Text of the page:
This doesn’t mean the state should be ignored: as sources of political power states are unparalleled. The concentration of resources they can provide in a stable manner means they are the core provider of infrastructure and an irreproachable support structure for the investment and income essential to modern capitalism. Instead, clear national coherence at the state level is problematic. Although states do have some capacity to help support their national economy, the role of localised sites of production and the organisation of specific class relations to support them are what defines the hierarchy and structures of global capitalism. It is between these sites that a capitalist global market emerges, rather than some sort of ether in which states sit when they reach a certain level of development in relation to some transhistorical market. By focusing on these underlying processes, the state instead becomes a tool for inter-capitalist competition, which is especially pertinent within the inter-state system where the state’s political power can allow strict demarcations for acceptable investment.

Ignoring this reduces the role of the EU to essentially a gatekeeper to a purely national self-interest, and a product of a desire to get trade from national and foreign influence. But once sovereignty is demystified, the EU’s role changes from a strict limit on sovereign power to simply an extended forum for the state as a tool of capitalist competition between subnational actors to formalise their relationships. Consequently, European integration can be better understood as a reaction to the changing organisation of global production, rather than as a cause. In particular, helping manage the transition from the Keynesian era focus on national economies, competing over final commodities produced in a national site’s distinct sectors, to the division of production into low skill manufacturing and raw material components centred in the global South and high skill manufacturing and services in the global North.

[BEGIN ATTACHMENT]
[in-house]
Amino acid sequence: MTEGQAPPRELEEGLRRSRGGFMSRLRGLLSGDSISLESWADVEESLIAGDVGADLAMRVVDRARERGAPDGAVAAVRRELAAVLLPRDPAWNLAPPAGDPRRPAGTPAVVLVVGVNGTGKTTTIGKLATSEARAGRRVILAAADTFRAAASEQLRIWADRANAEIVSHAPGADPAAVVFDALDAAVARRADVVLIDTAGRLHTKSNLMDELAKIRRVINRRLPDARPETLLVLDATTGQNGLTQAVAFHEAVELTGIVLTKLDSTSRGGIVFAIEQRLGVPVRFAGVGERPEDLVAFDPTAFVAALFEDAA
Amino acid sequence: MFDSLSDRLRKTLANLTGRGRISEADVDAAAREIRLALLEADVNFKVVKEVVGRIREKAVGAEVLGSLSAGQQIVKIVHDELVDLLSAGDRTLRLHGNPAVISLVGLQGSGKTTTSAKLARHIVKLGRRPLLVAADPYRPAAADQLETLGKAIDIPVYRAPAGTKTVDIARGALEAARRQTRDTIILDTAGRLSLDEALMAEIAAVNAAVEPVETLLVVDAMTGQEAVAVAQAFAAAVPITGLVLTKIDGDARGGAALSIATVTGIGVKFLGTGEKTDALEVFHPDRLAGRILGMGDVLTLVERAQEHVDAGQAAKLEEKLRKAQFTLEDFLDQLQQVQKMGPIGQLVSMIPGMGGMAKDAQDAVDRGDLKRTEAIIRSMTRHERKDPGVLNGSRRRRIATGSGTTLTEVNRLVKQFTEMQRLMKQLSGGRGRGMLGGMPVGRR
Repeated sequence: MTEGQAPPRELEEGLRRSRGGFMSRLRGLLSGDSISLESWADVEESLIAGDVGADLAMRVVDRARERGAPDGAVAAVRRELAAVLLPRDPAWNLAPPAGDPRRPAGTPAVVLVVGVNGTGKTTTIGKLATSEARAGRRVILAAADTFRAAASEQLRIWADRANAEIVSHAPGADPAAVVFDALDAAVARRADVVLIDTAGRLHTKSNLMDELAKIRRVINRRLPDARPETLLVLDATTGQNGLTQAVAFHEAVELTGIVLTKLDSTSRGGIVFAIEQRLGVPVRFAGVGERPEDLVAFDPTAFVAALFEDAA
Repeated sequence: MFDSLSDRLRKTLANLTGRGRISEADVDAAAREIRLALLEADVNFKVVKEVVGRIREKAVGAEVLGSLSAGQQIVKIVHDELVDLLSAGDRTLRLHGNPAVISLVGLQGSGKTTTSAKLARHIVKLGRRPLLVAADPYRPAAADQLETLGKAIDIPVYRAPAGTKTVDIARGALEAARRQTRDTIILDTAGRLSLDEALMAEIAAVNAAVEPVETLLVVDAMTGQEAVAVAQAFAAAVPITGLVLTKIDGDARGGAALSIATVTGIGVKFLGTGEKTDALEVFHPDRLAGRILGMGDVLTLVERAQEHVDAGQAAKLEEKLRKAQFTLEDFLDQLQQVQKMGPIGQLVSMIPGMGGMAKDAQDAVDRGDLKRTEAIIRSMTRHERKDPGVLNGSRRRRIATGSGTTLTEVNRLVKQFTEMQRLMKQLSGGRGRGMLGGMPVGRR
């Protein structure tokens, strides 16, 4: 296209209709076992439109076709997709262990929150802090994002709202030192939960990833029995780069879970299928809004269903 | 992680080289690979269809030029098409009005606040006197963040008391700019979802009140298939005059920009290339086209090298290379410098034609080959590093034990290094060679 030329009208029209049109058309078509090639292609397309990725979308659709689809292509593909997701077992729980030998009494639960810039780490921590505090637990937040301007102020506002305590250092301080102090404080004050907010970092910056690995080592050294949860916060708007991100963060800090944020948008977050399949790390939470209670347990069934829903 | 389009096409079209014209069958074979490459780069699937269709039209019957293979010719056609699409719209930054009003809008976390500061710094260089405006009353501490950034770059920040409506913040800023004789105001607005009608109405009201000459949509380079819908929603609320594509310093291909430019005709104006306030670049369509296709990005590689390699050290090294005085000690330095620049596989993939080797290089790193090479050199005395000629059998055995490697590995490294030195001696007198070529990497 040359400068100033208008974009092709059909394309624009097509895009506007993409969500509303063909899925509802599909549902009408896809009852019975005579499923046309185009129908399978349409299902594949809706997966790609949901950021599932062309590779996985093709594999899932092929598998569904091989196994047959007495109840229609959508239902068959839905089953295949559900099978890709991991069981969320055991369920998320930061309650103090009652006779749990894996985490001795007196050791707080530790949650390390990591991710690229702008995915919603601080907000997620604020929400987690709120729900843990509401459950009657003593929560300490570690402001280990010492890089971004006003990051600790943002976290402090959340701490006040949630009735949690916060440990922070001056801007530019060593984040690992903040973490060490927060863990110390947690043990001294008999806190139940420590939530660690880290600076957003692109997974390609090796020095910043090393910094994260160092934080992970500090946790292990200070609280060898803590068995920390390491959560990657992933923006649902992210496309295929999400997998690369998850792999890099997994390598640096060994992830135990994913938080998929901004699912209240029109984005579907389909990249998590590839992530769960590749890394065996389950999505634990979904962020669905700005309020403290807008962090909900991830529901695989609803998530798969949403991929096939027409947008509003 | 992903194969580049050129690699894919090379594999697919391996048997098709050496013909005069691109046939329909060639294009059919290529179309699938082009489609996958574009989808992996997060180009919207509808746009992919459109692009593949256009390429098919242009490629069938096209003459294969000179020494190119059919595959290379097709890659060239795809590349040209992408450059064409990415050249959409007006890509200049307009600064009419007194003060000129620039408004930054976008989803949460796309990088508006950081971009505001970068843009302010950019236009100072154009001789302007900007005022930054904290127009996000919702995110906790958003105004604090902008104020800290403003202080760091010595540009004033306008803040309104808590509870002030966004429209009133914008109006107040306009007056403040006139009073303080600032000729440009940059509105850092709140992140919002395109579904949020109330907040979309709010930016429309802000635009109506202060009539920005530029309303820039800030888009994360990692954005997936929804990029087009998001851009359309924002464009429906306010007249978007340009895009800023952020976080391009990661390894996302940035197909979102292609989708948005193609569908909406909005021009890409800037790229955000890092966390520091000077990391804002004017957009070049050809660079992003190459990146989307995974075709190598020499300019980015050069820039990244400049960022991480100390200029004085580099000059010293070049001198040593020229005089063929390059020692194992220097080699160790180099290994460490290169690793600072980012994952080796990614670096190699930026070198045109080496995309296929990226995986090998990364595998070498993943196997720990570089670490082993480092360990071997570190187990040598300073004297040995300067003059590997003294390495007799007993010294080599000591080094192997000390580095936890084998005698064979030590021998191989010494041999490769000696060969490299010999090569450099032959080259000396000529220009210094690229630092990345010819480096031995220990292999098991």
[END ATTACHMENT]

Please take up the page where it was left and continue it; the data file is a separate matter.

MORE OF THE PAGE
This has produced aggregate gains for the global North, as it has become the centre of global demand and of protected and high value sectors and services, while the economies of the global South are forced to maintain low wages if they wish to remain competitive in sectors with relatively low entry levels. This has supported increasing living standards, as capital becomes more readily available for debt expansion, whilst the cost of consumer goods has fallen despite stagnating wages. But the economic restructuring this requires is not painless; low skilled workers who were previously employed in sectors which are now more competitive in low wage economies have lost their access to their key source of income growth, as remaining production roles are increasingly low-employed, high-capital, and often higher-skill. Particularly in the UK the core replacement has been the retail sector and its infrastructure, which, although growing, relies on low-profit and wholesale-led cost decreases and discounting pricing led high-turnover. This has provided few opportunities for income advancement, as it relies on the expansion of core demand particularly through debt for its turnover.

This process has occurred away from the EU as an institution, though it was certainly supported by it. In this regard, the EU was a tool which focused on protecting the region against excessive internal competition whilst supporting the region against global competition. The specific legal form of this has been central to its strength. However, what is key is that its function is not to produce restructuring as a shared process across all states, but to provide a coherent and robust tool for national economies to manage the changes that stem from this wider shift in capitalism, without really ending continued competition between them. For example, the organisation of the European Central Bank simultaneously supports regional financial stability and is prefaced on equalised voting rights rather than allowing larger European economies to dominate. However, rather than this undermining sovereignty, its core effect has been to simply provide a secondary avenue through which advantages could be negotiated, and crucially in a way which maintains the a secure forum for this to occur within and in which agreed upon gains can be maintained.